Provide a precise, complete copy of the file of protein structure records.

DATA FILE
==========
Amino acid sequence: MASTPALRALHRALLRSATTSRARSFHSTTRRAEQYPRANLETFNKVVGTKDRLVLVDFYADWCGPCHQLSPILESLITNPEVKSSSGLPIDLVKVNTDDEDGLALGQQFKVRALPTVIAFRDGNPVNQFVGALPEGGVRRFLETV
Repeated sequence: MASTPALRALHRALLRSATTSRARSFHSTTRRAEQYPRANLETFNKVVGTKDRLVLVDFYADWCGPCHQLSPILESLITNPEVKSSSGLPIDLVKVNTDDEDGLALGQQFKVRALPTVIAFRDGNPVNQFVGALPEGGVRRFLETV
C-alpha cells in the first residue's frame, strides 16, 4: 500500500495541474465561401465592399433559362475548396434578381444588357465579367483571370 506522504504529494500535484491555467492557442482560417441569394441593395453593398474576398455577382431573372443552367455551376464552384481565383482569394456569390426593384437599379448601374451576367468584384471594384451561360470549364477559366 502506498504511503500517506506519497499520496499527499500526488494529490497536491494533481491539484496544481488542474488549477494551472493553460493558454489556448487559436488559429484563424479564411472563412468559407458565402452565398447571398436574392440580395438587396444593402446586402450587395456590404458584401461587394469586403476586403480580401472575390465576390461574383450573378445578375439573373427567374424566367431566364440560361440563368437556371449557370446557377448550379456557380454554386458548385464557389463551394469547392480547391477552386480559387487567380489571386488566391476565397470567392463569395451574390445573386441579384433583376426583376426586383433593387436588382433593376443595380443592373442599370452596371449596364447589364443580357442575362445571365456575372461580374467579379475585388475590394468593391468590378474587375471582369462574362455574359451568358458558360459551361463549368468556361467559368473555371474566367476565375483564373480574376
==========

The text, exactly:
Amino acid sequence: MASTPALRALHRALLRSATTSRARSFHSTTRRAEQYPRANLETFNKVVGTKDRLVLVDFYADWCGPCHQLSPILESLITNPEVKSSSGLPIDLVKVNTDDEDGLALGQQFKVRALPTVIAFRDGNPVNQFVGALPEGGVRRFLETV
Repeated sequence: MASTPALRALHRALLRSATTSRARSFHSTTRRAEQYPRANLETFNKVVGTKDRLVLVDFYADWCGPCHQLSPILESLITNPEVKSSSGLPIDLVKVNTDDEDGLALGQQFKVRALPTVIAFRDGNPVNQFVGALPEGGVRRFLETV
C-alpha cells in the first residue's frame, strides 16, 4: 500500500495541474465561401465592399433559362475548396434578381444588357465579367483571370 506522504504529494500535484491555467492557442482560417441569394441593395453593398474576398455577382431573372443552367455551376464552384481565383482569394456569390426593384437599379448601374451576367468584384471594384451561360470549364477559366 502506498504511503500517506506519497499520496499527499500526488494529490497536491494533481491539484496544481488542474488549477494551472493553460493558454489556448487559436488559429484563424479564411472563412468559407458565402452565398447571398436574392440580395438587396444593402446586402450587395456590404458584401461587394469586403476586403480580401472575390465576390461574383450573378445578375439573373427567374424566367431566364440560361440563368437556371449557370446557377448550379456557380454554386458548385464557389463551394469547392480547391477552386480559387487567380489571386488566391476565397470567392463569395451574390445573386441579384433583376426583376426586383433593387436588382433593376443595380443592373442599370452596371449596364447589364443580357442575362445571365456575372461580374467579379475585388475590394468593391468590378474587375471582369462574362455574359451568358458558360459551361463549368468556361467559368473555371474566367476565375483564373480574376